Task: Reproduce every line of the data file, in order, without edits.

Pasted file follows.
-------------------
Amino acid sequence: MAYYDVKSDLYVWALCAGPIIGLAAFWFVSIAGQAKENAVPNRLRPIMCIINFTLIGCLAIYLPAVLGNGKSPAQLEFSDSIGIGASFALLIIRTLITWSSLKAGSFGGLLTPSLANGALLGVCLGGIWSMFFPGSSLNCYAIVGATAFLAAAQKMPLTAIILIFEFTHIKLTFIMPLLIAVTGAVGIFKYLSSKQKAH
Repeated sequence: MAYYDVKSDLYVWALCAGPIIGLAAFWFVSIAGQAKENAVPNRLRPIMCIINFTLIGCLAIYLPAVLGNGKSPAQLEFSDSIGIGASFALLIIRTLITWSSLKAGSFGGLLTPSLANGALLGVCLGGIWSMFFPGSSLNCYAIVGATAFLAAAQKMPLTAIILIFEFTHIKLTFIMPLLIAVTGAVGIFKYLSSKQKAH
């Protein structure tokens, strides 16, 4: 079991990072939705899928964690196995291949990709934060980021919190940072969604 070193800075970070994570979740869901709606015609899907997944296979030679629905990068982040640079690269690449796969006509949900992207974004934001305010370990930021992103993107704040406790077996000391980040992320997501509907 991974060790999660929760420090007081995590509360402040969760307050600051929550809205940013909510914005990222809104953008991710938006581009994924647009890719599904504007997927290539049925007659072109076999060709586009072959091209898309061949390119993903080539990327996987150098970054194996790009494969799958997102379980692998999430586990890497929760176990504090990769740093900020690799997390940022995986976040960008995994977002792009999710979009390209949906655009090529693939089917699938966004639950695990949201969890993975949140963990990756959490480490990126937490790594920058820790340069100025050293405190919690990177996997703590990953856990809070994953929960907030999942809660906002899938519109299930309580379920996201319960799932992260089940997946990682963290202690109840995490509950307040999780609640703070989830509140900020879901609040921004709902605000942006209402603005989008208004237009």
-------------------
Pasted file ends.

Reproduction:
Amino acid sequence: MAYYDVKSDLYVWALCAGPIIGLAAFWFVSIAGQAKENAVPNRLRPIMCIINFTLIGCLAIYLPAVLGNGKSPAQLEFSDSIGIGASFALLIIRTLITWSSLKAGSFGGLLTPSLANGALLGVCLGGIWSMFFPGSSLNCYAIVGATAFLAAAQKMPLTAIILIFEFTHIKLTFIMPLLIAVTGAVGIFKYLSSKQKAH
Repeated sequence: MAYYDVKSDLYVWALCAGPIIGLAAFWFVSIAGQAKENAVPNRLRPIMCIINFTLIGCLAIYLPAVLGNGKSPAQLEFSDSIGIGASFALLIIRTLITWSSLKAGSFGGLLTPSLANGALLGVCLGGIWSMFFPGSSLNCYAIVGATAFLAAAQKMPLTAIILIFEFTHIKLTFIMPLLIAVTGAVGIFKYLSSKQKAH
């Protein structure tokens, strides 16, 4: 079991990072939705899928964690196995291949990709934060980021919190940072969604 070193800075970070994570979740869901709606015609899907997944296979030679629905990068982040640079690269690449796969006509949900992207974004934001305010370990930021992103993107704040406790077996000391980040992320997501509907 991974060790999660929760420090007081995590509360402040969760307050600051929550809205940013909510914005990222809104953008991710938006581009994924647009890719599904504007997927290539049925007659072109076999060709586009072959091209898309061949390119993903080539990327996987150098970054194996790009494969799958997102379980692998999430586990890497929760176990504090990769740093900020690799997390940022995986976040960008995994977002792009999710979009390209949906655009090529693939089917699938966004639950695990949201969890993975949140963990990756959490480490990126937490790594920058820790340069100025050293405190919690990177996997703590990953856990809070994953929960907030999942809660906002899938519109299930309580379920996201319960799932992260089940997946990682963290202690109840995490509950307040999780609640703070989830509140900020879901609040921004709902605000942006209402603005989008208004237009």